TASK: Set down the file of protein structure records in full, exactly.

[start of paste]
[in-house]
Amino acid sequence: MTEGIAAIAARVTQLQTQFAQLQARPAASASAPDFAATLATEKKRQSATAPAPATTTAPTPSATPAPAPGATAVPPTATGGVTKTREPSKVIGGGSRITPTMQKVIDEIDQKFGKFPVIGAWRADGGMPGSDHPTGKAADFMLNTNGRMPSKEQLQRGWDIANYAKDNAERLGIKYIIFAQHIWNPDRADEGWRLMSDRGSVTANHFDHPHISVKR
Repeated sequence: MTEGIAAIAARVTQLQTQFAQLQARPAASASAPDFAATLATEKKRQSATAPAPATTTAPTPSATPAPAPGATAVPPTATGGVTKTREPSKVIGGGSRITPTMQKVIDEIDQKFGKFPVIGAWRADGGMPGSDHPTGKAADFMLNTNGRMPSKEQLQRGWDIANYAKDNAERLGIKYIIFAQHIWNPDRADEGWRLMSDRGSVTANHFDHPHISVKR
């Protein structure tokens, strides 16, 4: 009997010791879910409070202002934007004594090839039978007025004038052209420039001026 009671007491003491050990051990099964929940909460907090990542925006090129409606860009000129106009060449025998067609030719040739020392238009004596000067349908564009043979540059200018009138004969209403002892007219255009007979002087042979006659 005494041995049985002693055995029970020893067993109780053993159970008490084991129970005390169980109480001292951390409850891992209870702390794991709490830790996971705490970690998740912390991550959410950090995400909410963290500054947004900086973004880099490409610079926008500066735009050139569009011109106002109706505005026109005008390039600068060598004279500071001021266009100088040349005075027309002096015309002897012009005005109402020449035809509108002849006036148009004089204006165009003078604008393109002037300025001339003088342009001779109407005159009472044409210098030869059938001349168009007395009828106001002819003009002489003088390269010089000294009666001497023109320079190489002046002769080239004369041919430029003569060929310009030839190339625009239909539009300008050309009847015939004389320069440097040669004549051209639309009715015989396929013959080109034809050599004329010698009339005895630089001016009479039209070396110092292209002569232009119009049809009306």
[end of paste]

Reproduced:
[in-house]
Amino acid sequence: MTEGIAAIAARVTQLQTQFAQLQARPAASASAPDFAATLATEKKRQSATAPAPATTTAPTPSATPAPAPGATAVPPTATGGVTKTREPSKVIGGGSRITPTMQKVIDEIDQKFGKFPVIGAWRADGGMPGSDHPTGKAADFMLNTNGRMPSKEQLQRGWDIANYAKDNAERLGIKYIIFAQHIWNPDRADEGWRLMSDRGSVTANHFDHPHISVKR
Repeated sequence: MTEGIAAIAARVTQLQTQFAQLQARPAASASAPDFAATLATEKKRQSATAPAPATTTAPTPSATPAPAPGATAVPPTATGGVTKTREPSKVIGGGSRITPTMQKVIDEIDQKFGKFPVIGAWRADGGMPGSDHPTGKAADFMLNTNGRMPSKEQLQRGWDIANYAKDNAERLGIKYIIFAQHIWNPDRADEGWRLMSDRGSVTANHFDHPHISVKR
């Protein structure tokens, strides 16, 4: 009997010791879910409070202002934007004594090839039978007025004038052209420039001026 009671007491003491050990051990099964929940909460907090990542925006090129409606860009000129106009060449025998067609030719040739020392238009004596000067349908564009043979540059200018009138004969209403002892007219255009007979002087042979006659 005494041995049985002693055995029970020893067993109780053993159970008490084991129970005390169980109480001292951390409850891992209870702390794991709490830790996971705490970690998740912390991550959410950090995400909410963290500054947004900086973004880099490409610079926008500066735009050139569009011109106002109706505005026109005008390039600068060598004279500071001021266009100088040349005075027309002096015309002897012009005005109402020449035809509108002849006036148009004089204006165009003078604008393109002037300025001339003088342009001779109407005159009472044409210098030869059938001349168009007395009828106001002819003009002489003088390269010089000294009666001497023109320079190489002046002769080239004369041919430029003569060929310009030839190339625009239909539009300008050309009847015939004389320069440097040669004549051209639309009715015989396929013959080109034809050599004329010698009339005895630089001016009479039209070396110092292209002569232009119009049809009306």